Announcing one of the largest environmental criminal fines in Maryland history, state officials today disclosed lurid descriptions of the egregious behavior of Curtis Bay Energy, a longtime medical waste incinerator located in South Baltimore.
Details about the environmental violations were made public as part of a plea agreement in which the company agreed to pay a $1 million fine, which will go to the Maryland Clean Water Fund, in addition to $750,000 for environmental projects for the surrounding community, to be distributed to local organizations by the Chesapeake Bay Trust.
At a news conference near the facility, Maryland Attorney General Anthony Brown provided details of the investigation, which was initiated by his predecessor, Brian Frosh.
Acting on a tip received in 2019 about the company, located at 3200 Hawkins Point Road, investigators discovered it had been cutting corners by routinely sending inadequately burned medical waste to landfills.
Photos released today showed piles of waste, which was supposed to be incinerated to a fine ash, that instead were a jumble of rubber gloves, medical equipment, bedding and red plastic medical waste.
But garbage dumps weren’t the only place where the biohazard-laden material ended up.
The plea agreement describes 2019 surveillance in which inspectors from the Environmental Crimes Unit followed a truck transporting the material from Curtis Bay to the King George Landfill in Virginia.
“During transport, the trailer containing the medical waste leaked fluid the entire trip and covered the agents’ cars and windshields with an unknown substance,” according to the agreement.
Going from Baltimore to a Virginia landfill, a trailer filled with medical waste leaked the entire way – Curtis Bay Energy plea deal.
The investigators documented two instances in which this “leaked fluid” made its way onto the roadway for the duration of the trip, and another case where a truck caught fire on the way to the landfill and burned through its metal container.
Acting on information from a tipster, investigators found an illegal pump system that conveyed waste liquid from the plant past a chain-link fence and onto an adjacent property.
And when inspectors from the Maryland Department of the Environment (MDE) came on the site, investigators watched as employees disconnected the hose and hid it in the woods to avoid detection, according to the plea agreement.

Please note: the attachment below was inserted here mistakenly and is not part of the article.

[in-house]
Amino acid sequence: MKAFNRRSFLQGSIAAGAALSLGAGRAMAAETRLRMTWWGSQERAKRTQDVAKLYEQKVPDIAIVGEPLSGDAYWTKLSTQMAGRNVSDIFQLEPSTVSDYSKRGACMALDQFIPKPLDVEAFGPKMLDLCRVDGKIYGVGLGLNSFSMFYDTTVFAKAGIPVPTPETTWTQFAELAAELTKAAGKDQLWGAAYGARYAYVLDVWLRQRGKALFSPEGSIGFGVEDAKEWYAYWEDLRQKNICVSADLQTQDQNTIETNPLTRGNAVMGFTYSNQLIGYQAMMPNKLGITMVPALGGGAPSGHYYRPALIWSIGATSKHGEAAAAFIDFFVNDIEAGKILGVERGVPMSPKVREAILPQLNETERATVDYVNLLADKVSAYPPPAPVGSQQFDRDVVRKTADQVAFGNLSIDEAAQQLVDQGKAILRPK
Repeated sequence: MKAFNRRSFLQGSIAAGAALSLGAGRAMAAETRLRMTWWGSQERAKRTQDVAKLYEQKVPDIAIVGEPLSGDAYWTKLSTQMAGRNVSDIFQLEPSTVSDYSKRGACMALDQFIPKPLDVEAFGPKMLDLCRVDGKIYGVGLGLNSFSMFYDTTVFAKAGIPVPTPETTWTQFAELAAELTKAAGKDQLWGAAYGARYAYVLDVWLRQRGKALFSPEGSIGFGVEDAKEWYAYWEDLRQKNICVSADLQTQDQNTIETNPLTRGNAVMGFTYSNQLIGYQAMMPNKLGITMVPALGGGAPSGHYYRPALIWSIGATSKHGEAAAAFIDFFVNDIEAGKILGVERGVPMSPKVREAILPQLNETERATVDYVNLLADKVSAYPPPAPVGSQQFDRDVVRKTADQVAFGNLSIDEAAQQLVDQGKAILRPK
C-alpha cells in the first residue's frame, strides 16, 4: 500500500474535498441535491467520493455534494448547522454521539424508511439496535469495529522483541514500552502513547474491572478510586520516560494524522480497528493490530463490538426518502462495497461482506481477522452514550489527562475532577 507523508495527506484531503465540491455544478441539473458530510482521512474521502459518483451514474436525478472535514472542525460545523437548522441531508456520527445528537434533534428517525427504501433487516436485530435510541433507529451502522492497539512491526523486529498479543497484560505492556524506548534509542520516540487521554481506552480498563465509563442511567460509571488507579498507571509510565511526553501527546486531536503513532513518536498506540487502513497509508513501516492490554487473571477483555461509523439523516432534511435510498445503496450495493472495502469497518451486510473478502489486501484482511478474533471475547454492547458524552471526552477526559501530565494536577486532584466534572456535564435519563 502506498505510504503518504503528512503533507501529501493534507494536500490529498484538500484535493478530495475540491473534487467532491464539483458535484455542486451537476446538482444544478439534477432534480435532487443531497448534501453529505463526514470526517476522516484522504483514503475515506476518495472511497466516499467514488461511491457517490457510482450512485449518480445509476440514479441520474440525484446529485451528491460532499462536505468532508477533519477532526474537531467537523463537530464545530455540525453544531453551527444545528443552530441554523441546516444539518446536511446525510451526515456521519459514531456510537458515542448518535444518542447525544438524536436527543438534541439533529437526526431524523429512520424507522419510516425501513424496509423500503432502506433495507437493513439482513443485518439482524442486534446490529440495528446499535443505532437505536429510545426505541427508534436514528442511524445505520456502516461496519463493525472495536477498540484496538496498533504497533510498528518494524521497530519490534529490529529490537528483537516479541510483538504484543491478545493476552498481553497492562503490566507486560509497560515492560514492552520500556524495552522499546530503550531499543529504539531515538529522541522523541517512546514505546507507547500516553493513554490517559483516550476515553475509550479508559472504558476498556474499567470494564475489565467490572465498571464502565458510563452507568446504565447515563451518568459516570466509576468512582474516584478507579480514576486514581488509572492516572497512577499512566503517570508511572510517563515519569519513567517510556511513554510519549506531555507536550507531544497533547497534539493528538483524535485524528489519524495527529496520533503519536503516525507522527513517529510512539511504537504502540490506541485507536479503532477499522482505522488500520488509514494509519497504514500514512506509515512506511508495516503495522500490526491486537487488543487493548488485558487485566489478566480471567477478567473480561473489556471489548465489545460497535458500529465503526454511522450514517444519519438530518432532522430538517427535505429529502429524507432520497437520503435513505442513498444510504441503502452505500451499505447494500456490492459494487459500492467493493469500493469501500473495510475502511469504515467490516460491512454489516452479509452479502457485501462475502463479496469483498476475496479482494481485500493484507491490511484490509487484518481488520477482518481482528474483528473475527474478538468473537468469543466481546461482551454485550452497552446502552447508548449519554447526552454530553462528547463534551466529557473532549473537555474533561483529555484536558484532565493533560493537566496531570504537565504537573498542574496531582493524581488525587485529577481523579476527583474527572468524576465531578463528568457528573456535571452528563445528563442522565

Corporate in the Loop
The company pleaded guilty to 40 counts of violating its refuse disposal permit, including failing to treat special medical waste, failing to provide adequate personnel and equipment, failing to prevent leakage and failing to maintain adequate records.
The company was sentenced on August 18 by Baltimore City Circuit Judge Judge Martin H. Schreiber II.
Steady campaign contributions from the company to former City Councilman Ed Reisinger totaled $4,300 – Maryland State Board of Elections.
The plant manager at the time, Kenneth T. Jackson, also pleaded guilty to violations in connection with the investigation and agreed to pay a $30,000 fine. He was sentenced to two year in prison, all suspended, and placed on three years of probation.
The agreement indicates that officials further up the corporate ladder were aware of the highly profitable illegal practices.
“A review of annual tonnage reports submitted by Curtis Bay Energy to MDE reported the substantial increase in the amount of waste processed from 24,192 tons in calendar year 2018 to 30,062 tons in calendar year 2019,” the plea agreement notes.
“Records show that the plant management was in near daily communication with Curtis Bay Energy Corporate leadership regarding the amount of waste processed each day and and the profit recognized per pound.”
According to Brown’s office, the plant’s new owners, who purchased the facility in 2021, “have fully cooperated with the state’s investigation.”
In a news release by Summer Street Capital Partners, the Buffalo-based private equity firm that acquired it, Curtis Bay Energy is the country’s largest medical waste incinerator, opened in 1991.
Support for Politicians
Records on file with the state show the company has been a reliable financial supporter for city and state politicians.
Ed Reisinger, the former 10th District Councilman, reaped steady campaign contributions from Curtis Bay Energy between 2007 and 2015, totaling $4,300.
Another $1,500 went to former Baltimore Mayor Stephanie Rawlings-Blake.
And in 2010, Maryland Gov. Martin O’Malley and then-Lt. Governor Anthony Brown, who were seeking re-election, collected $4,000 from the company.
A year earlier, 0’Malley alone received another $4,000 from the waste company.
Former Mayor Sheila Dixon received two contributions, $250 in 2006 and $500 in 2007.
And in more recent times – October 1, 2020, or shortly before he became mayor – Brandon Scott’s campaign collected $1,000 from the company.